The biggest private biotech investments in September 2022

October 11, 2022 - 3 minutes
Image/Anastasiia Slynko

October 12th 2022: Article updated to remove incorrect Pharnext funding round from the text.

The companies Acelyrin, InnovaFeed and Arsenal Biosciences bagged the biggest biotech investments in September 2022, with insect protein and cell therapies attracting big funding rounds.

Autumn is in full swing in the Northern Hemisphere. After a breather in August 2022, September saw the return of big fundraising activity for biotech companies. 

We’ve gathered the biggest biotech investments that went to private companies around the world in September, split into healthcare and industrial biotechnology-focused verticals.

Healthcare investments

The U.S.’ top private biotech healthcare investment went to the Los Angeles company Acelyrin. The firm bagged $300 million to finance the phase 3 development of a small molecule drug to treat the inflammatory diseases psoriatic arthritis and axial spondyloarthritis. In second place, the San Francisco-based firm Arsenal Biosciences raised $220 million in Series B cash to drive the development of CAR-T cell therapies for solid tumors.

In Europe, the top biotech healthcare investment round went to SparingVision in France. SparingVision raised an investment round worth over $75 million to fund the clinical development of gene therapies for ocular diseases.

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Topping the healthcare biotech investment list in Asia-Pacific, the Indian firm Molbio Diagnostics raised $85 million. The company manufactures a portable PCR system that can be used in remote and inaccessible regions to rapidly diagnose a range of infectious diseases, such as tuberculosis, COVID-19, hepatitis, HIV, HPV and malaria. The Chinese firm Worg Pharmaceuticals came in second, harnessing a $58 million Series B round to fund the development of immunotherapies for allergies.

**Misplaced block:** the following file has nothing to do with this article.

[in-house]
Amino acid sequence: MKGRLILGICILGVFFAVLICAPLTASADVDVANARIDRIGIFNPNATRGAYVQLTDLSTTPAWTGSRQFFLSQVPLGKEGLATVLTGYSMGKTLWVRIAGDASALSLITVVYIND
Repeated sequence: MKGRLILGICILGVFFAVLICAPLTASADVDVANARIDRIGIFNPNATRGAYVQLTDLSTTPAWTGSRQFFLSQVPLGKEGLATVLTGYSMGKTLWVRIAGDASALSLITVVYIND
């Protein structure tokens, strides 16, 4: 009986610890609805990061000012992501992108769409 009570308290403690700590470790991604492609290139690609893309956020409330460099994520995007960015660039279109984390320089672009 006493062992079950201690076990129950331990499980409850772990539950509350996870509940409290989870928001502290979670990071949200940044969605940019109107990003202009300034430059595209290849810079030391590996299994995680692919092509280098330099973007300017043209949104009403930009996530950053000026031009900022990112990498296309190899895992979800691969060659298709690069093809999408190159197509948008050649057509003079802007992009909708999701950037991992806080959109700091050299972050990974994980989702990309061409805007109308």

Other biotech and life sciences investments

Outside of the healthcare sector, biotech companies raised big investments to advance technology that shores up food security and the circular economy.

In this space, the biggest investment round in the U.S. went to Prolific Machines. The San Francisco firm bagged $42 million in combined seed and Series A funding to finance its push to develop cheap protein reagents crucial for manufacturing cultured meat. This way, the firm aims to make cultured meat economically viable.

In Europe, the French insect protein player InnovaFeed raised a Series D investment worth a huge $250 million. The company plans to use the cash to develop vertical insect farms for producing food products for animal consumption, especially in aquaculture, poultry, swine and pet food markets.

The Asia-Pacific region saw fewer industrial biotech funding rounds than Europe and the U.S. The headliner for the region was Nutrition Technologies, a Singaporean firm developing animal feed and fertilizers from black soldier fly larvae. The Indonesian startup Mycotech occupied second place with a seed round funding its quest to produce leather from a mass of fungal fragments called mycelium.

Aside from private funding rounds, there were big moments in the biotech industry in September. One biotech investment highlight in the U.S. was a $1 billion round going to the public firm Verily Life Sciences to finance its business focused on precision health using big data. Another was the White House’s announcement of more than $2 billion earmarked to nurture the U.S. biotech and biomanufacturing sectors.

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